Mistakes and Minutiae: TWO new phaser settings this week. "Overload", which makes them blow up in an incredibly dangerous manner, and "Quick Charge", which lets them power a deactivated transporter when plugged into a special USB-type port on a console.  The complete list is now Stun, Kill, Cut Through Door, Heat Up Rocks, Head Explodey, Aqueduct Demolition, Smelt Ore, Overkill, Overload and Quick Charge.

As for mistakes, when Danar breaks out of his transporter beam, even the most serene Star Trek nerd must surely be shouting "TRANSPORTERS DO NOT WORK THAT WAY." If you break out of your beam mid-transport, I don't care how much super-soldier engineering you've got, you're not going to survive if half of your particles are in a buffer somewhere. Considering how little it takes for them to go wrong, it's a miracle they didn't end up with one good Danar and one evil Danar or something.

Who's That Face?: The Angosian Prime Minister is James Cromwell, better known as Zefram Cochrane, the father of warp drive as seen in Star Trek: First Contact.

Time Until Meeting: 18:17. Troi explains Danar to the bridge crew. Surprisingly late in the episode!

Captain's Log: Some weeks you find a gem. Other weeks, you can't even remember the episode until Worf shouts "PHASER ON OVERLOAD! SEAL THIS DECK!". There's a point in here about the way society treats its veterans, but the Angosian government is so cartoonishly evil and Danar so clearly psychologically undamaged that it stops being a meaningful social metaphor very quickly.

Other than that, there's almost nothing interesting here. It's competent, but by-the-numbers. Enterprise arrives at a planet, discovers its dark secret, a handsome man/woman makes doe eyes at Riker/Troi, and the Enterprise imparts a moral lesson before leaving. And at some point in the episode, Data struggles to understand the nature of his robo-humanity. If you've seen it once, you've seen it a hundred times.

Watch or Skip? Skip. 

Read James' look-back at the previous episode, The Defector, here.

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Disqus - noscript

My favorite LOL moment comes from Chief O'Brien:

"More security, Transporter Room Four! More security! More security!"

I like the Hunted. The Enterprise chasing Danar's ship & the way it keeps avoiding being caught by the Enterprise was pretty cool.

That said, watching the episode again after reading your review puts a whole new & funny spin on it:-)

Disagree with this review - thought the episode was fast paced and exciting.

James Cromwell? The go to man when you need mentor figure who is actually EVIL!

"The Enterprise arrives at Angosia III, a happy planet of perfectly normal people who aren't hiding any dark secrets."

That made me laugh out loud. ^^ And it perfectly sums up EVERY situation where the Enterprise approaches a planet.

I think finding new phaser settings has become my favorite thing in these reviews. Can't wait to see what the final list will be.

Ditto!

"The Enterprise arrives at Angosia III, a happy planet of perfectly normal people who aren't hiding any dark secrets."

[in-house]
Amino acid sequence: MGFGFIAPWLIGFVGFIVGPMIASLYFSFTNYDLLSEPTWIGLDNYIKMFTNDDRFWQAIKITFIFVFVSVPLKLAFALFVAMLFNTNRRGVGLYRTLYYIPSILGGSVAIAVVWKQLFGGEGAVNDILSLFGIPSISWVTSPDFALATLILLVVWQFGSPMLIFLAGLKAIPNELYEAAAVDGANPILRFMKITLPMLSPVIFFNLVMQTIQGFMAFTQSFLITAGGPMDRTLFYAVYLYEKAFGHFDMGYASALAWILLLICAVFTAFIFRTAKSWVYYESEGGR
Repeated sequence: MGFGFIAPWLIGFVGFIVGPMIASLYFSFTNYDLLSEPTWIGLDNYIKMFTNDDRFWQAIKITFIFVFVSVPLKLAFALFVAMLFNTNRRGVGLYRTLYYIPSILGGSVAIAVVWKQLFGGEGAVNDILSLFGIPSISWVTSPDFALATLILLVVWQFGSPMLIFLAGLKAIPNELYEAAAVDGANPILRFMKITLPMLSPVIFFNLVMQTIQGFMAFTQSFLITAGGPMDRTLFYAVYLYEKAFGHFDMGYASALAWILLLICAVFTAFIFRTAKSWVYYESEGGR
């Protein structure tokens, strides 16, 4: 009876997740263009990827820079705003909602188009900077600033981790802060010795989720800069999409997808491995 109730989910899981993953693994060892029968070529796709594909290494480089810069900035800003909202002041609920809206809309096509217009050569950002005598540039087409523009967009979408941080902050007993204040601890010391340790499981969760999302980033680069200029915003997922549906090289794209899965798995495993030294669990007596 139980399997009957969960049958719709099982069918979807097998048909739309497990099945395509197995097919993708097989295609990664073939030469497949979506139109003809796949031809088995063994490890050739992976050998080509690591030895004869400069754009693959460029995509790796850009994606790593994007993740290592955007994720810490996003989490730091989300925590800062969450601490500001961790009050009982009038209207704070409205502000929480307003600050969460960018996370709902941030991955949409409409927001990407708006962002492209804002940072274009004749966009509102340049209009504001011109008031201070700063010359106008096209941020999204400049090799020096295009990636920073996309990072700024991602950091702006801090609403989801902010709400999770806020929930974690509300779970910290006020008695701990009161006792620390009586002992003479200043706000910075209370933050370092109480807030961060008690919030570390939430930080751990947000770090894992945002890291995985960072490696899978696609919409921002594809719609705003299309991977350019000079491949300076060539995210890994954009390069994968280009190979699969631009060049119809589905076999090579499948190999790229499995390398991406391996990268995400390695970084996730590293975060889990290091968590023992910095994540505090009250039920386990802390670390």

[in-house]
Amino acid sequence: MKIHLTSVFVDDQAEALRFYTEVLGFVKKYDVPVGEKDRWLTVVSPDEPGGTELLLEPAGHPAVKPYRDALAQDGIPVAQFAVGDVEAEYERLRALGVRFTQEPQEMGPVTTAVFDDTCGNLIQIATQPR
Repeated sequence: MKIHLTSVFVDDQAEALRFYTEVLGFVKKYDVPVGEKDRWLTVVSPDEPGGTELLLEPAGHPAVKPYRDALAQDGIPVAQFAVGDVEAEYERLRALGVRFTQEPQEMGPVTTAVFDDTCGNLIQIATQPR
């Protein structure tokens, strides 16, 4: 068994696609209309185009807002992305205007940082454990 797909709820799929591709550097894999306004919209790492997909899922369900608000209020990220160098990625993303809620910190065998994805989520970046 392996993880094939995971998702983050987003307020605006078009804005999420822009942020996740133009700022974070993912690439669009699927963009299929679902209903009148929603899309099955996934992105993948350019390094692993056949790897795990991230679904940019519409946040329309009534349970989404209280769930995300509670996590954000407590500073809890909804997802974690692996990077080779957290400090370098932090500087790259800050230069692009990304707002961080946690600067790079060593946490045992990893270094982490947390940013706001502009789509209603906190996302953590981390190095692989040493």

It was at that very moment smoke began pouring out of my out-of-warranty Sarcasm Meter. Never seen anything like it.

At this point it's starting to resemble a list of Transformers.

The phaser overload setting is to provide the user in the field with an explosive device should it be required. It has been a staple of Star Trek since TOS. Your pistol analogy is rather poor, as there is a huge difference is usefulness from a backfire & to an explosive. A soldier friend of mine & fellow Trek fan, once commented to me that he wished he could have put his sidearm on overload & a number of times it would have 'come in 'f***ing handy'.

I agree. I think the whole take on the ending in this review is wrong. Picard can't interfere, because Angosia is not a Federation member. He was simply pointing out to the PM that the 'internal security' door swings both ways. The PM can't tell him to not get involved & then expect help when it suits him. The Federation cannot get involved in a civil war on a non-member planet.

Another episode I haven't watched in years. I was recalling it though
as I read the review, unlike "Vengeance Factor" from a couple of weeks
ago. Speaking of which, I did dig that episode out and watched it for
probably the first time since it originally aired. It was like watching
a brand new episode since I had no memory of it whatsoever. But then,
it's sort of understandable why I had no memory of it, since it's a
really awful episode.

Love the wit with which these reviews are written.

It was his moustache that was Evil...

It has to be. The details (especially the "let's break out of the transporter beam while looking like a Solid Gold Dancer in the process") simply don't stand up to any scrutiny, though the moral message (liberal as it is) is competent and well-said.

You should have seen him in the episode of "Three's Company" where he's a cop and arrests Chrissy for being a hooke... ("Chrissy's Night Out", fun episode...)

Still, it's pretty clear listening to what Cpt. Picard says after talking with NAYROK: "Matter of internal security. The age-old cry of the oppressor.", that he thinks Angosian's are acting harshly against their own people.